Kentucky has certainly been a wild experience. I’ll save the wildest of my wild stories for the end. Let’s start with the reason we went to Kentucky, which was to tour the Wild Turkey Bourbon factory. Mike’s favorite cold weather drink is Wild Turkey Bourbon. While we know that he will drink almost anything (except weak beer or white wine), he does have his favorites and they are tied to the weather. Like I said, the cold weather favorite is Wild Turkey. In very hot weather, he loves Bombay Sapphire Gin with tonic and a squeeze of lime. Oh, and I mustn’t forget his other hot weather favorite Dark and Stormy which is made of Gosling’s Black Seal Rum and Old Jamaican Fiery ginger beer. And then, of course, there’s his regular year round drink which is a good strong dark beer. Well, now that I think about, he also enjoys a nice red wine with Italian food. And he certainly wasn’t saying no to all those mojitos or pitchers of sangria or margaritas. Hmmmm. Should we be concerned? I have to admit the tour was fascinating. Wild Turkey Bourbon has high standards and learning about everything that goes into making Mike’s beloved bourbon was interesting and fun.
Another destination on our must-see list for Kentucky was Mammoth Caves, with over 400 miles of surveyed passages, it is the longest cave system known in the world. Mike loves caves and if it were up to him we’d be seriously spelunking caves. I’m good with doing the regular tours which did involve hundreds of stairsteps and miles of walking, but I’m too claustrophobic to crawl through little spaces with only headlamps. Minutes before our tour started, a thunderstorm blew in, the sky opened up and we all got totally soaked as we ran from the bus to the Mammoth Caves entrance. That wouldn’t be so bad if we were doing something outdoors because it was pretty hot and humid. But the temperature in the cave is about 56 degrees which feels pretty cold when your clothes are soaking wet! We enjoyed the tour anyway even though it was not as breathtaking as Carlsbad Caverns. The next day we toured the privately owned Diamond Caverns, touted to be the prettiest cave. The tour cost 3 times as much and lasted half as long, but it really was pretty and we were glad we saw it. My pictures can’t do it justice.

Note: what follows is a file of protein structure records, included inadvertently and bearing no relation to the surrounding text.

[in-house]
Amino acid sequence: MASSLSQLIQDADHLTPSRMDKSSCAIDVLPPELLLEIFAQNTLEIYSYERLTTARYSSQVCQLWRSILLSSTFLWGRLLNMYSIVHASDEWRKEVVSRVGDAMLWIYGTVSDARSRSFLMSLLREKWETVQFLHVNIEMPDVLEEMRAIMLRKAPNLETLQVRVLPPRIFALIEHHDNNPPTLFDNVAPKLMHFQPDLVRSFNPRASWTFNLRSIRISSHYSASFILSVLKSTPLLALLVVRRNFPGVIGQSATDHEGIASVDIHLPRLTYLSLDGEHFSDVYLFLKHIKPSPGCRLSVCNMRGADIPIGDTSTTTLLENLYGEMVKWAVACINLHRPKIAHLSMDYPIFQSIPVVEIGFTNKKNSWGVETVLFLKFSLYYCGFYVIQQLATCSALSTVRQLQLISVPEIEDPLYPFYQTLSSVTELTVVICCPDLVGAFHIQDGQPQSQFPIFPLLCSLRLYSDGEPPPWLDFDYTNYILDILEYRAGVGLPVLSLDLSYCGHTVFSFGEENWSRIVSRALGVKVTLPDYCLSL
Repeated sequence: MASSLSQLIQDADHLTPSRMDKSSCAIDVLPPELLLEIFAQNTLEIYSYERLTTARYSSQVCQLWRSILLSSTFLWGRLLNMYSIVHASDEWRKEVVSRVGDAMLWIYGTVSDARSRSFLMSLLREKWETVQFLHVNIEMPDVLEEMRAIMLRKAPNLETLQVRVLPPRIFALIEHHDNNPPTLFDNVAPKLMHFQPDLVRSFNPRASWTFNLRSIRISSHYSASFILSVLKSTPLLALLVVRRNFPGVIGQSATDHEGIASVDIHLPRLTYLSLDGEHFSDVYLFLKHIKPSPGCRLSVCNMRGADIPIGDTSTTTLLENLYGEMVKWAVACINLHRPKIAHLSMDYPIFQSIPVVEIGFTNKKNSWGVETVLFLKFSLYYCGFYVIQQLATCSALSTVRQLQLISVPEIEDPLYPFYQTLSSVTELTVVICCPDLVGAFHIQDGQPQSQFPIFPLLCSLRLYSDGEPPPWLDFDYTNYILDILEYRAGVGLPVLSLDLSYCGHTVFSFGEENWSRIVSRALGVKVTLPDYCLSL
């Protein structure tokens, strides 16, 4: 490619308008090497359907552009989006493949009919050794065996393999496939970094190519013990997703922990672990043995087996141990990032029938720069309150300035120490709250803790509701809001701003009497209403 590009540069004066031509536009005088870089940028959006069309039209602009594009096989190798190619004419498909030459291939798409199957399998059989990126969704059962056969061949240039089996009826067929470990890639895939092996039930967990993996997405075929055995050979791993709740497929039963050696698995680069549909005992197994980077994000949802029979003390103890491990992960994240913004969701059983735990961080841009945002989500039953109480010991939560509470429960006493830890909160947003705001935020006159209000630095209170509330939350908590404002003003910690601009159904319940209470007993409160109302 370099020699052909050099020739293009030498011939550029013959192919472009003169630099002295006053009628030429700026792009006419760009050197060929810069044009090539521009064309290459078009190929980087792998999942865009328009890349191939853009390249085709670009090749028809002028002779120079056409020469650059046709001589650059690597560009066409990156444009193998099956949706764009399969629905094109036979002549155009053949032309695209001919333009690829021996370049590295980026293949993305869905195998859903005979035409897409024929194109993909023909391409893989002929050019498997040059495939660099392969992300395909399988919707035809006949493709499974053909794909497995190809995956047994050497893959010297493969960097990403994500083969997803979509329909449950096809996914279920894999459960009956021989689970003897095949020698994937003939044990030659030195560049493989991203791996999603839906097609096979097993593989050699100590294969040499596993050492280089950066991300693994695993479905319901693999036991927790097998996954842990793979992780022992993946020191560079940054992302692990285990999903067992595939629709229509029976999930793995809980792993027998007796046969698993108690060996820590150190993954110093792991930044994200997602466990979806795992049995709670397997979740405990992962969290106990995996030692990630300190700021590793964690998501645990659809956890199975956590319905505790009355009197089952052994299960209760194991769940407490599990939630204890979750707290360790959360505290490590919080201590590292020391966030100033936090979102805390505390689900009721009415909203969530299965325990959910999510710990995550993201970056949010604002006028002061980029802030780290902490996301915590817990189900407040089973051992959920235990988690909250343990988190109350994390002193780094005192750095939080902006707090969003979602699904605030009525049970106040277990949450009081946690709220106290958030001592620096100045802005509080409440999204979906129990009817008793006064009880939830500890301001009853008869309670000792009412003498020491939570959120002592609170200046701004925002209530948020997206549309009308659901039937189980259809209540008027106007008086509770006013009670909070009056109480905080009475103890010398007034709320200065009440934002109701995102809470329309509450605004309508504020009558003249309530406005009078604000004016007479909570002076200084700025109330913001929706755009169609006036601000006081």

I love it when we spot wild animals. We saw wild turkeys on the side of the road and many times we saw deer. At one of our campsights, we found a nest on the ground, dug into the gravel, with 4 black speckled eggs. It was a nest of the killdeer plover, a bird that frantically squeals and flaps around on the ground to divert your attention from the nest if you get too near. We watched it each day, but departed before the eggs hatched. I would have enjoyed seeing that.
Speaking of wild animals, we loved the Land Between the Lakes National Recreation Area. It is 170,000 acres of land between Kentucky Lake and Lake Barkley that crosses from Kentucky to Tennessee and has a host of fun things to see and do. We attended a show at the planetarium. We drove through the wildlife prairie and spotted a herd of bison. We toured the Homeplace 1850 which is a living, working historical farm featuring real people in period clothing working on the farm doing various activities. At the Nature Center, which is a refuge for wildlife which cannot be released back into the wild, we were able to attend a special presentation on the eagle and another presentation on the red wolf. We were so excited to see and learn more about these personal favorites.